By His Eminence Jamgön Kongtrül Rinpoche
IN THE TEACHINGS OF THE BUDDHA, the phenomenal world depends on mind: the material and the nonmaterial are all mind and therefore reflect our attitude or state of mind. In the phenomenal world, the experience of suffering does not come from dharmas or phenomena; they do not cling to us or make us confused. It is through expectation and doubt, attachment and aversion that our minds create samsara; it is not concepts or values, but the way we react to them. For example, we say that the situation in which we live makes our lives difficult, as if this difficulty were imposed by the world around us. We may say that New York is a difficult place to live with its tall buildings and many cars, but these are not what make it samsaric. We are simply looking for something to blame. If we think the problems are outside us and we have to get rid of them, we are stuck in samsara. This very clinging to an inside and an outside is what creates samsara .
While meditating in a cave, Milarepa noticed a tiny crack in the rock. An apprehension that a demon would appear out of the crack frequently arose. He continued to cling to this idea and one day a rock demon appeared as Milarepa was singing one of his songs of realization. At that moment, the demon responded, "Your mind made me appear. I did not deliberately do this, but since your mind called me forth, here I am." This is an example of a state of mind or quality of perception creating samsara. Our habitual patterns of mind happen involuntarily and with such strength that we have no power over them. With these confused projections, we make problems for ourselves, it is our confused notion that the world around us creates confusion and suffering for us.
In order to free ourselves of these habitual patterns, we must first tame our mind and develop mental stability. This is why meditation is so important. Meditation is "getting used to" or "building a good habit." As we are now, we experience defilements and negative patterns which did not arise all at once. From beginningless time we have been building, reinforcing and storing these habits in the alaya consciousness. They can be broken through, however, by getting used to positive habits in the practice of meditation. This will allow us to experience the nature of our mind, our Buddhanature, which has always been pure.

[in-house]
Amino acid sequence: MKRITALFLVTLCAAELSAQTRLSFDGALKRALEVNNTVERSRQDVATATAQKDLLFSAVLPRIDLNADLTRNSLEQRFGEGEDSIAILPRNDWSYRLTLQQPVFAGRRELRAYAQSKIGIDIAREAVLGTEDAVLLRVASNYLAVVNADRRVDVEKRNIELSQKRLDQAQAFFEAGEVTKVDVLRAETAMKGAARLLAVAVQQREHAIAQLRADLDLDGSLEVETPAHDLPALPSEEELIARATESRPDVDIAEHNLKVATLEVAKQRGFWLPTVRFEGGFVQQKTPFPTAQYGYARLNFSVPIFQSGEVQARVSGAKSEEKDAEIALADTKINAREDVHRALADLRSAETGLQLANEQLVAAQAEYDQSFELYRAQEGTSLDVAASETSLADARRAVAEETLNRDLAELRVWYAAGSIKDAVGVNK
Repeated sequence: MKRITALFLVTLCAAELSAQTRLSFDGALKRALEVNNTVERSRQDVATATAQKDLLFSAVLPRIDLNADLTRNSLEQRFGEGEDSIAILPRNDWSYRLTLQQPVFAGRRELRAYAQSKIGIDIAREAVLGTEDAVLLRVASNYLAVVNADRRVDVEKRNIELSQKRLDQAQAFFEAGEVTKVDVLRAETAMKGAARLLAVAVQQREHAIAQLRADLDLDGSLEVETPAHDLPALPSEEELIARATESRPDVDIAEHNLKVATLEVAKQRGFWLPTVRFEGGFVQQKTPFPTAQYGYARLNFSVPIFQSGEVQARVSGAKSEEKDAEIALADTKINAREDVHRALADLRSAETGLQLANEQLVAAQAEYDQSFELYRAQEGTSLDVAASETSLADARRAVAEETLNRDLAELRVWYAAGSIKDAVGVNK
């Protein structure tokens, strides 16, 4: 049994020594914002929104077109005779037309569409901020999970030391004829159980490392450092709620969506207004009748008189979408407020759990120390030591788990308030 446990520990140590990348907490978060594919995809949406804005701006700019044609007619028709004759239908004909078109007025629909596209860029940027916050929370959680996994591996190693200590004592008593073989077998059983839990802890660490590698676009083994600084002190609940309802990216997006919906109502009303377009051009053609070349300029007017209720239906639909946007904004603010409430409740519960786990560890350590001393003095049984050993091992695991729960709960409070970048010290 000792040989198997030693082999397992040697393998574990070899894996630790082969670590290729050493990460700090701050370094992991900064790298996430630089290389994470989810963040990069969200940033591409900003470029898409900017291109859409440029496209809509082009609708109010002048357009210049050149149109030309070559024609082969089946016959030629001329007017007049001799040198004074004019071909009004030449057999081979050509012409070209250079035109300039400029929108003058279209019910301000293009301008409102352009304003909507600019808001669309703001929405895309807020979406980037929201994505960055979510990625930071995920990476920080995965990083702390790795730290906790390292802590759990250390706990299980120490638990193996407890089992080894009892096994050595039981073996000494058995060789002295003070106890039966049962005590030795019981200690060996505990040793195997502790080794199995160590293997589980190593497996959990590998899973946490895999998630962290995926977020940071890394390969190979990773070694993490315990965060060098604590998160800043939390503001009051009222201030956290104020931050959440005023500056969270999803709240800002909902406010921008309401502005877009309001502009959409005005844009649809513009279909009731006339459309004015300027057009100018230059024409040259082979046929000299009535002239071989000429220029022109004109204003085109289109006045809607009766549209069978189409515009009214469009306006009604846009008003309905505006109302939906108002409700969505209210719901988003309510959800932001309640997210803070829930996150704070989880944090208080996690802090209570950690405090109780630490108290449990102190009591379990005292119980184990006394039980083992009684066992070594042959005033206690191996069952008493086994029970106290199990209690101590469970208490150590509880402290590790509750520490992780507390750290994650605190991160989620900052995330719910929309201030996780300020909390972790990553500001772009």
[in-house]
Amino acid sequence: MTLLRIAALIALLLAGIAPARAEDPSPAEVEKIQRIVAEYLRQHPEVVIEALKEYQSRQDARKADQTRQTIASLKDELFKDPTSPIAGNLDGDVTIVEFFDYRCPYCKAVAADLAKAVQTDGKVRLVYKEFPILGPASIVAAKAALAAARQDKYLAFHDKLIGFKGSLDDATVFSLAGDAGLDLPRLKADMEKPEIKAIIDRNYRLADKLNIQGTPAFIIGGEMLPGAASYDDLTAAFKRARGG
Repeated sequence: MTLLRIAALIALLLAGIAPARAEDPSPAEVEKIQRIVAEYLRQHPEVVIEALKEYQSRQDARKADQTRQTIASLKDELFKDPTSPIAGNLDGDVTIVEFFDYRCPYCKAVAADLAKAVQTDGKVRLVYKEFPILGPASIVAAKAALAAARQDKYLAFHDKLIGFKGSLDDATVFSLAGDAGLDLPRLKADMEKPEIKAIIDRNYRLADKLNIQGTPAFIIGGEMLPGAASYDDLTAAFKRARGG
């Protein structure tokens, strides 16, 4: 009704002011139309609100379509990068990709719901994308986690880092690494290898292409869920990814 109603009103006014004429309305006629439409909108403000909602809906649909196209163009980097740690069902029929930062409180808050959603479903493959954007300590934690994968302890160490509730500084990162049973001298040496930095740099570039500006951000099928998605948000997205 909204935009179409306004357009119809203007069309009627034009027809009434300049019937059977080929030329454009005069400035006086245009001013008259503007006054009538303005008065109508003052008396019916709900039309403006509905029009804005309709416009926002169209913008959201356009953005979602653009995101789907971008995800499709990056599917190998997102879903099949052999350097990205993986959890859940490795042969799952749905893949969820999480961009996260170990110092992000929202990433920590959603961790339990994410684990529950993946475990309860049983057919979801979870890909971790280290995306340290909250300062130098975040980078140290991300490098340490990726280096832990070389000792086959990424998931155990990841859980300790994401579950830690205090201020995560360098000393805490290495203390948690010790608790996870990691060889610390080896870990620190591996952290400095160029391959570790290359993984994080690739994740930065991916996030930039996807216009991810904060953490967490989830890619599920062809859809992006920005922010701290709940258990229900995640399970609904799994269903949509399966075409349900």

The practice of shinay (shamatha) meditation will develop peace, stability, and one-pointedness of mind. Lhatong (vipasyana) meditation is the result of healthy shinay practice. The word lhatong means "seeing more," (more than we usually do). Instead of seeing things out of confusion we see what they really are. Through the experience of a more peaceful mind we have a more stable perspective. Let us take the example of a lamp. Its purpose is to give light, to let us see what we can't see in the darkness. If the lamp flickers constantly, it will be more difficult to see things clearly, this movement will not allow the flame to express its ability to give light. To be able to do this, the flame must be protected so that it can be still while the fullness of the light is expressed. Likewise, to experience true discriminating wisdom and the real nature of all phenomena, we need a calm and one-pointed mind. In this way shinay practice is the root of all meditation. We must not, however, neglect the practices of abandoning unwholesome patterns of body, speech, and mind and those practices which result in the accumulation of merit.
Transcript courtesy of Stephanie Colvey, edited by Michele Martin
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